As I said before the ghost of this evil specimen of a human being is with us again. In 2012 the town of Affile built a mausoleum in memory the fascist pig. Yes the same Graziani that ordered the killing of over thirty thousand people in a three days period, the same criminal that used mustard gas throughout our homeland killing in the hundreds of thousands of Ethiopians was honored as a patriot and a hero by his people. They felt they could do that because they knew there would be no one to stop them. What they saw was a country divided into nine Bantustans, a country in the process of degrading its past, a country willing to sacrifice its youth pushing, encouraging them to go where harm awaits them. Yes the citizens of Affile felt no shame because they knew no one will call them out.
We might be down but we are not dead yet. As there were ‘wust arebenoch’ during the occupation, there are still plenty of patriots that keep the flame of freedom alive. The shameful act of the people of Affile was too much to take. Patriotic Ethiopians decided to protest this fascist spit on our honor and insult to the memory of our people by marching and showing their righteous indignation in our homeland. You would think any government that is the recipient of this unjust provocation will lead the charge on behalf of its citizens. That it will use its moral power to unite its citizens and humanity at large and put the unrepentant Italians on notice that this kind of act is not acceptable, is counterproductive and unnecessarily brings buried memories to the forefront.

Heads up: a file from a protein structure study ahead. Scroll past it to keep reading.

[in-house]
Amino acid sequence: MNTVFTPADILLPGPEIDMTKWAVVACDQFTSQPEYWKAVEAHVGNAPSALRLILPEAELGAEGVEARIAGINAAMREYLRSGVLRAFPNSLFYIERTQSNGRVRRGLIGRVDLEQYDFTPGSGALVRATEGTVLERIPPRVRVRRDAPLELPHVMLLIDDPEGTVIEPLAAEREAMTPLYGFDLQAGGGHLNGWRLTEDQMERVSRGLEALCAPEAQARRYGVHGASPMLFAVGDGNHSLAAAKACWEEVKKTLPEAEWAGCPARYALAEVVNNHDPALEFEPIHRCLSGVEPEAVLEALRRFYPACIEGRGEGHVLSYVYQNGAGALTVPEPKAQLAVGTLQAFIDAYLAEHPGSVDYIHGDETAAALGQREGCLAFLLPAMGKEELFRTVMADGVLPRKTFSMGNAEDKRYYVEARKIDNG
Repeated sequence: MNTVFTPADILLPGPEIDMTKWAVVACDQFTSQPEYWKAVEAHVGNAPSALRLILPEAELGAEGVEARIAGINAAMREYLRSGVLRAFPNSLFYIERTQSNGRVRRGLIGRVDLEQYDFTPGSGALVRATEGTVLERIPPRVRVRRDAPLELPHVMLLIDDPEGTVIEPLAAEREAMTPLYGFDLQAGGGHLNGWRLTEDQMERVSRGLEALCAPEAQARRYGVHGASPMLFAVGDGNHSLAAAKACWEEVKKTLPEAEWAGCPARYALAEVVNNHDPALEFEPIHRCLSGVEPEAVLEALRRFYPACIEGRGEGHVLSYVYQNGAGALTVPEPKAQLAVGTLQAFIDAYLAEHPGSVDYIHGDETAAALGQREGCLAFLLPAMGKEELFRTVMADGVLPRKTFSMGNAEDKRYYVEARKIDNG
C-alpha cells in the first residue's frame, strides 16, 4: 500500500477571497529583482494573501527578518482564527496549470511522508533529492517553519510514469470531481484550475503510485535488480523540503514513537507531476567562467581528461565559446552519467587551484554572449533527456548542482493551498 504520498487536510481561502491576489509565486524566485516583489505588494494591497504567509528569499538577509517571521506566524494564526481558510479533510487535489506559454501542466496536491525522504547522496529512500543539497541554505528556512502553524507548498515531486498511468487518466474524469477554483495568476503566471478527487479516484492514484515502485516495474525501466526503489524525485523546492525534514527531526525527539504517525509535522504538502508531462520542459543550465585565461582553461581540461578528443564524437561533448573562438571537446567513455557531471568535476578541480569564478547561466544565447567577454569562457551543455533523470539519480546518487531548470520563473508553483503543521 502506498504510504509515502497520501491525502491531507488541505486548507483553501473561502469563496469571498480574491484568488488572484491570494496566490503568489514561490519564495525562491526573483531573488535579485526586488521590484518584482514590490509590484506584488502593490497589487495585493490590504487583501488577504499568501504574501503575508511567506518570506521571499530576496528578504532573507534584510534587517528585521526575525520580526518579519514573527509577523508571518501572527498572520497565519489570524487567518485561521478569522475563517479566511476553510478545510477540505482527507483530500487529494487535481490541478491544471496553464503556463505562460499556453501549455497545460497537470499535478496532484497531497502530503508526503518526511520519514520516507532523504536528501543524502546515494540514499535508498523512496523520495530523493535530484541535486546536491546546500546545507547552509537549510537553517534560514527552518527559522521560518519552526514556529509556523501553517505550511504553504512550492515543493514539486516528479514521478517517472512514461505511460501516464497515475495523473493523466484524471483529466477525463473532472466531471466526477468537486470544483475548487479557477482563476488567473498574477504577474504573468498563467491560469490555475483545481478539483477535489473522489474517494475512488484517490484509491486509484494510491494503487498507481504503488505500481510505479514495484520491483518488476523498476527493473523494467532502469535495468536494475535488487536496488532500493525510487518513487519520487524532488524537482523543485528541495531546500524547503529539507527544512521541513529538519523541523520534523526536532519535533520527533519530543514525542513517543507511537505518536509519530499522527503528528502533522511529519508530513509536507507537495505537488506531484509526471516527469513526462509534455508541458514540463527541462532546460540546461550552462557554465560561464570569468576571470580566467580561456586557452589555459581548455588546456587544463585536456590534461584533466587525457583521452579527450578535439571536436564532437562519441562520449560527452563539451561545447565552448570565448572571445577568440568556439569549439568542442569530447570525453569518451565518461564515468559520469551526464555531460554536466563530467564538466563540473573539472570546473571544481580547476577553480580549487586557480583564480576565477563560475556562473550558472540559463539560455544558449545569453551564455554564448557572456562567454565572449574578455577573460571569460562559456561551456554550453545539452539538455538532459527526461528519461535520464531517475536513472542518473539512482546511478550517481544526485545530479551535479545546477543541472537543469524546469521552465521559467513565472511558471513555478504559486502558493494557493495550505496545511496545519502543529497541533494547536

This is not unique to us. The Germans were made to accept responsibility for the crimes of Hitler, the Japanese were held liable for their atrocities in China and South East Asia, and the US showed its profound sorrow for slavery and so on. In the scheme of human history some shameful acts were committed and since no one can turn time back the responsibility of the current generation is to look back at the horror and shame and take responsibility and do what is necessary to teach its citizens so there would be no chance today or in the future for history to repeat itself.
No need to travel to Germany or Japan when we can just walk over to our neighbor in the south. The Kenyans have sued the British government for imprisonment and torture during the Mau Mau uprising for independence and their case is being heard in London. As far as I know the Kenyan government has not jailed any of its citizens for requesting accountability. Needless to say we do not have a legitimate government that reflects the aspirations of the citizen. Thus our patriotic protesters that dared express their views on the matter were beaten by Woyane police and hauled to prison. Their protest was seen as a criminal act. The odd situation here is that a few Italians that felt this miscarriage of justice did protest in Italy but no one beat them up and none were imprisoned for peacefully making their objections known.